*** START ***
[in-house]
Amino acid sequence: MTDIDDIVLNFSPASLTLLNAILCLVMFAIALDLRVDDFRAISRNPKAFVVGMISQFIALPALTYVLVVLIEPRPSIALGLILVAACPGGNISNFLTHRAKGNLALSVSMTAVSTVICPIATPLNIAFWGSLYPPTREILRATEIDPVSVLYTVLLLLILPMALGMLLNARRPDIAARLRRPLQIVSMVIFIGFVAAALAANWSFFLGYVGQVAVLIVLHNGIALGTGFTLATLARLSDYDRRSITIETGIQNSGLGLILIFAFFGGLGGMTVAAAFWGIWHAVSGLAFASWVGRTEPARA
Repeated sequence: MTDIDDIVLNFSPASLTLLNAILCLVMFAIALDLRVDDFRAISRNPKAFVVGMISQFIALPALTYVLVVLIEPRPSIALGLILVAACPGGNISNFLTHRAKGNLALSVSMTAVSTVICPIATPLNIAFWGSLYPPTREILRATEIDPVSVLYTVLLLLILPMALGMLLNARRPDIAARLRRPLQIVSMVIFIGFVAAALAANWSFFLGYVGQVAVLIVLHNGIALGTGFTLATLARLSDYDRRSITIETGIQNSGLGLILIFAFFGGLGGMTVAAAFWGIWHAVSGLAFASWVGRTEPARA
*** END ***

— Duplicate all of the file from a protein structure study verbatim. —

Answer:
[in-house]
Amino acid sequence: MTDIDDIVLNFSPASLTLLNAILCLVMFAIALDLRVDDFRAISRNPKAFVVGMISQFIALPALTYVLVVLIEPRPSIALGLILVAACPGGNISNFLTHRAKGNLALSVSMTAVSTVICPIATPLNIAFWGSLYPPTREILRATEIDPVSVLYTVLLLLILPMALGMLLNARRPDIAARLRRPLQIVSMVIFIGFVAAALAANWSFFLGYVGQVAVLIVLHNGIALGTGFTLATLARLSDYDRRSITIETGIQNSGLGLILIFAFFGGLGGMTVAAAFWGIWHAVSGLAFASWVGRTEPARA
Repeated sequence: MTDIDDIVLNFSPASLTLLNAILCLVMFAIALDLRVDDFRAISRNPKAFVVGMISQFIALPALTYVLVVLIEPRPSIALGLILVAACPGGNISNFLTHRAKGNLALSVSMTAVSTVICPIATPLNIAFWGSLYPPTREILRATEIDPVSVLYTVLLLLILPMALGMLLNARRPDIAARLRRPLQIVSMVIFIGFVAAALAANWSFFLGYVGQVAVLIVLHNGIALGTGFTLATLARLSDYDRRSITIETGIQNSGLGLILIFAFFGGLGGMTVAAAFWGIWHAVSGLAFASWVGRTEPARA